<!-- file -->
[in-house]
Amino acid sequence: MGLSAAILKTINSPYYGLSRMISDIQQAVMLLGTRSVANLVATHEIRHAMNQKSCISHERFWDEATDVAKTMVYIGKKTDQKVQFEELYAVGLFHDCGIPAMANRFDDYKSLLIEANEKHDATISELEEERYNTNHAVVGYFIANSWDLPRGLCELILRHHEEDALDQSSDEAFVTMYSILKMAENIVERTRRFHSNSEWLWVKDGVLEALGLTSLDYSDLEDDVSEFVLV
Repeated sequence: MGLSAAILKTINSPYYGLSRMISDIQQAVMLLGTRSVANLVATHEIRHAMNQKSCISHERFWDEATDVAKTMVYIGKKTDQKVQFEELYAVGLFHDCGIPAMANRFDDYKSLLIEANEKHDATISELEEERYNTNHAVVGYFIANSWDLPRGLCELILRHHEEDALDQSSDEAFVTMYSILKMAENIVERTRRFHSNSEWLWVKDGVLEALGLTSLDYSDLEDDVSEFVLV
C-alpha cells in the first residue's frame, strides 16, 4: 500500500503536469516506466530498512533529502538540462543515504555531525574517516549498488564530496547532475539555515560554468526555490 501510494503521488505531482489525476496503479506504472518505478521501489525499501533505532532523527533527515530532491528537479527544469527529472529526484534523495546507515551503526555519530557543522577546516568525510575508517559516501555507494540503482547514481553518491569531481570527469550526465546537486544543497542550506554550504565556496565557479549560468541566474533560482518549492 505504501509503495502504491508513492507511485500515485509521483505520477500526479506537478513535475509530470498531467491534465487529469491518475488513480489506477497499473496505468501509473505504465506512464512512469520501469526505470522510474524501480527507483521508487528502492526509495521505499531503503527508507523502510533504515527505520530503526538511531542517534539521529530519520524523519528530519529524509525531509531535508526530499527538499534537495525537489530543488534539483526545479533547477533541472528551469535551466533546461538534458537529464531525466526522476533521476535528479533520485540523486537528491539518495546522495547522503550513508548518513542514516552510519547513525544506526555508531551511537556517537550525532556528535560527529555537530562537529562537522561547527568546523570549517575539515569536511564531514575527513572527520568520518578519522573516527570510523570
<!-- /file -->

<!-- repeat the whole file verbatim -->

[in-house]
Amino acid sequence: MGLSAAILKTINSPYYGLSRMISDIQQAVMLLGTRSVANLVATHEIRHAMNQKSCISHERFWDEATDVAKTMVYIGKKTDQKVQFEELYAVGLFHDCGIPAMANRFDDYKSLLIEANEKHDATISELEEERYNTNHAVVGYFIANSWDLPRGLCELILRHHEEDALDQSSDEAFVTMYSILKMAENIVERTRRFHSNSEWLWVKDGVLEALGLTSLDYSDLEDDVSEFVLV
Repeated sequence: MGLSAAILKTINSPYYGLSRMISDIQQAVMLLGTRSVANLVATHEIRHAMNQKSCISHERFWDEATDVAKTMVYIGKKTDQKVQFEELYAVGLFHDCGIPAMANRFDDYKSLLIEANEKHDATISELEEERYNTNHAVVGYFIANSWDLPRGLCELILRHHEEDALDQSSDEAFVTMYSILKMAENIVERTRRFHSNSEWLWVKDGVLEALGLTSLDYSDLEDDVSEFVLV
C-alpha cells in the first residue's frame, strides 16, 4: 500500500503536469516506466530498512533529502538540462543515504555531525574517516549498488564530496547532475539555515560554468526555490 501510494503521488505531482489525476496503479506504472518505478521501489525499501533505532532523527533527515530532491528537479527544469527529472529526484534523495546507515551503526555519530557543522577546516568525510575508517559516501555507494540503482547514481553518491569531481570527469550526465546537486544543497542550506554550504565556496565557479549560468541566474533560482518549492 505504501509503495502504491508513492507511485500515485509521483505520477500526479506537478513535475509530470498531467491534465487529469491518475488513480489506477497499473496505468501509473505504465506512464512512469520501469526505470522510474524501480527507483521508487528502492526509495521505499531503503527508507523502510533504515527505520530503526538511531542517534539521529530519520524523519528530519529524509525531509531535508526530499527538499534537495525537489530543488534539483526545479533547477533541472528551469535551466533546461538534458537529464531525466526522476533521476535528479533520485540523486537528491539518495546522495547522503550513508548518513542514516552510519547513525544506526555508531551511537556517537550525532556528535560527529555537530562537529562537522561547527568546523570549517575539515569536511564531514575527513572527520568520518578519522573516527570510523570